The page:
21. November 2008 · Comments Off on Sigh · Categories: Ramble

I’m home from opera. And the performance was just fine.

But during intermission I became less than fine. It was pretty sudden; I started to get nauseous. A little dizzy as well. And I’m still nauseous.

This better pass. I do not have time to be sick. No time at all!

21. November 2008 · Comments Off on Whew! · Categories: Ramble

I’m tired.

Fridays are a bit crazy. I drive to UCSC to teach, and the day becomes rather long. I left home today at 7:00, stopped for coffee and a bagel, and got to my room at 8:30. I was in that room from 8:30 AM until 3:00 PM. I did not leave the room. Not once. I have a 30 minute break once my lessons begin at 9:00, but other than that break I’m teaching. I think perhaps it’s not the best and wisest schedule to have.

Now I’m home, and I have an opera to play tonight. I am a bit weary and can’t imagine making dinner. Maybe Dan and Jameson can go out to eat. I’d be quite content with raisin bran. 🙂

21. November 2008 · Comments Off on Don Quixote · Categories: Announcements, Links, Musical Theatre

TNG fans will remember the struggles of Data, the oh-so-human android, to experience what it means to be a fallible member of the homo sapiens species. It’ll be interesting to see Brent Spiner, who played Data, tackling one of theater’s most delightfully fallible characters: Don Quixote in “Man of La Mancha.”

Well, Spiner did appear in Sunday in the Park with George years ago, so he’s not new to musical theatre. But I’m having a difficult time seeing him ad Don Q. Maybe just my problem …? And he’ll have to sing To Dream the Impossible Dream … sigh … not my fave, I confess.

I read it here.

21. November 2008 · Comments Off on I Dunno · Categories: Ramble

This is how my blog was analyzed:

ISFP – The Artists

The gentle and compassionate type. They are especially attuned their inner values and what other people need. They are not friends of many words and tend to take the worries of the world on their shoulders. They tend to follow the path of least resistance and have to look out not to be taken advantage of.

They often prefer working quietly, behind the scene as a part of a team. They tend to value their friends and family above what they do for a living.

Try it yourself! Does it “fit”?

I had a recording session yesterday. I don’t do these very often, and I do find them stressful, because of course if I make a mistake it is right there for all to hear, and we have to re-record whatever it is I was playing.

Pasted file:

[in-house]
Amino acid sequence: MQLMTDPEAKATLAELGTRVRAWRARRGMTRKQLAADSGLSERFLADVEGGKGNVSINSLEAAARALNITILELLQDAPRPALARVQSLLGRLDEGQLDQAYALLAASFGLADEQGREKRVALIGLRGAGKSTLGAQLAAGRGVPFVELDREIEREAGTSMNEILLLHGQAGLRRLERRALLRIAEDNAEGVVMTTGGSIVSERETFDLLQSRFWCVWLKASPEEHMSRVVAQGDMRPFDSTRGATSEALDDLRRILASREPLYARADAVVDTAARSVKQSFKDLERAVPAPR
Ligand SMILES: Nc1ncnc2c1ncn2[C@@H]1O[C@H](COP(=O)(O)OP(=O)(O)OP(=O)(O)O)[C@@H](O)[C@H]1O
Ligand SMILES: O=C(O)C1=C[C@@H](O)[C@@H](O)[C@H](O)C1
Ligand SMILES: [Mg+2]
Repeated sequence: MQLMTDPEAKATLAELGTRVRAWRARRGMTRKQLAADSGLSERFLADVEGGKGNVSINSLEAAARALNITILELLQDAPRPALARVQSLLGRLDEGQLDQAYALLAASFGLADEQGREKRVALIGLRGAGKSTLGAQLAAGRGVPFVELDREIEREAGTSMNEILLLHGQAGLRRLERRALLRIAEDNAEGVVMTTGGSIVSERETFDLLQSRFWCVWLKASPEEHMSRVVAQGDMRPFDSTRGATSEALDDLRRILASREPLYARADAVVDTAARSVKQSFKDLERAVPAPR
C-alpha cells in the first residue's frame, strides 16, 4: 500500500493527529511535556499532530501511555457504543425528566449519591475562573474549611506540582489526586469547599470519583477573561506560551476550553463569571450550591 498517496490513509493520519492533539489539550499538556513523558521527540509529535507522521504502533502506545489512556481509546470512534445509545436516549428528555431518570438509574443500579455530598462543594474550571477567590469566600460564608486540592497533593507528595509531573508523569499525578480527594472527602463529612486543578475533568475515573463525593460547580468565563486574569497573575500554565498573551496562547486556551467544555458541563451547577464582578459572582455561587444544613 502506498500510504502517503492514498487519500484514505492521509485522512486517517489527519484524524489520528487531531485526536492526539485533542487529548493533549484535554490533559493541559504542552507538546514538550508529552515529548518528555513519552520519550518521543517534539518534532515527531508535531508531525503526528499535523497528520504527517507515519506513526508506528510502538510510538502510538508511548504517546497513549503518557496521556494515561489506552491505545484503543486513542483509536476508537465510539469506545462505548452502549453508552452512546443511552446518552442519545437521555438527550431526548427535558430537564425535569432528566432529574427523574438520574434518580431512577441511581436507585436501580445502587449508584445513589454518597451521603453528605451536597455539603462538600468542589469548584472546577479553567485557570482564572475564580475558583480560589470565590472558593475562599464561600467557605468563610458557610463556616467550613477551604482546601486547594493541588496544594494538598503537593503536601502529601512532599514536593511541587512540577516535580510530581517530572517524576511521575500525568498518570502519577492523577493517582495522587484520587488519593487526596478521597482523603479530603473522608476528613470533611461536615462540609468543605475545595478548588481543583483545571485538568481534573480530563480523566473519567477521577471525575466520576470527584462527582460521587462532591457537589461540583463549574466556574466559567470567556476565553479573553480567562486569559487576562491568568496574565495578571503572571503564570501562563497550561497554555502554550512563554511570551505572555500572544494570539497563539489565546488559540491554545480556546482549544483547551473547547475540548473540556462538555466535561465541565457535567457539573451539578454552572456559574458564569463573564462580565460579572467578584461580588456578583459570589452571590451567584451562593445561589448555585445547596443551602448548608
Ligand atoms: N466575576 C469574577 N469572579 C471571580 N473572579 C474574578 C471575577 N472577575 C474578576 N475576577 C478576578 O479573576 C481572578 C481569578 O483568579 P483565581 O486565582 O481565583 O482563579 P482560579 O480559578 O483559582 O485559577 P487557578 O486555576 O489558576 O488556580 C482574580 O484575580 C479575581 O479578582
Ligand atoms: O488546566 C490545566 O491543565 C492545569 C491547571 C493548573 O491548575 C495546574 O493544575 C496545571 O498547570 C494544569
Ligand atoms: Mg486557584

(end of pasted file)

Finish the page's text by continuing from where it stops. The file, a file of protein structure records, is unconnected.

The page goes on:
This session was just me. Alone. I first played English horn. I had headphones on, so I could hear the singer and some instruments (Geesh, now I can’t remember if it was guitars only, or something else. How ridiculous is that?), and it all worked pretty well. For a while. With four sharps, left D# (of course!) and playing in the high range. (Later they moved sections down an octave to see if they liked that better and I think that’s what they’ve opted to go with. I did think the lower range sounded more lush for the part.) But … suddenly, going from G# to B was an issue. A key was sticking. Hmmm. It was second key, left hand (do you all call that the B key, as this guy does? I guess it’s called that because that’s the first key open when you play B?), and I thought maybe I just needed to clean the pad. That didn’t help. At all. Finally, after taking the EH up to a repair person who thought he might be able to fix it (he couldn’t), I realized that it was only when coming from the G# key that the key stuck. But if I used the right hand G# key, the key didn’t stick. Figure that one out for me, please. So back to the studio we went, and finished up with EH.

Then we added some oboe tracks. First up an octave. Then down. Then a bit of both, with a few other simple changes thrown in. Now I was hearing the singer, some other instruments, and my English horn via the headphones.

After that I went into the studio to hear what they did with me. Well … I sounded pretty good! I usually hate hearing myself, but this was great. Good microphones, good placement, and ah, that reverb. One can really sound good that way! After hearing it they (including the composer) decided more English horn could be put in in a few more places, so back to recording I went.

Of course now I have to figure out why a key sticks when I use the regular G# and not when I use the right G#. Anyone have an answer for that? Very odd!

But really, it was a great time, even with my nerves. The studio is walking distance from my house, too (not that I walked, since I had a bit to carry). I wouldn’t mind getting to do more work there!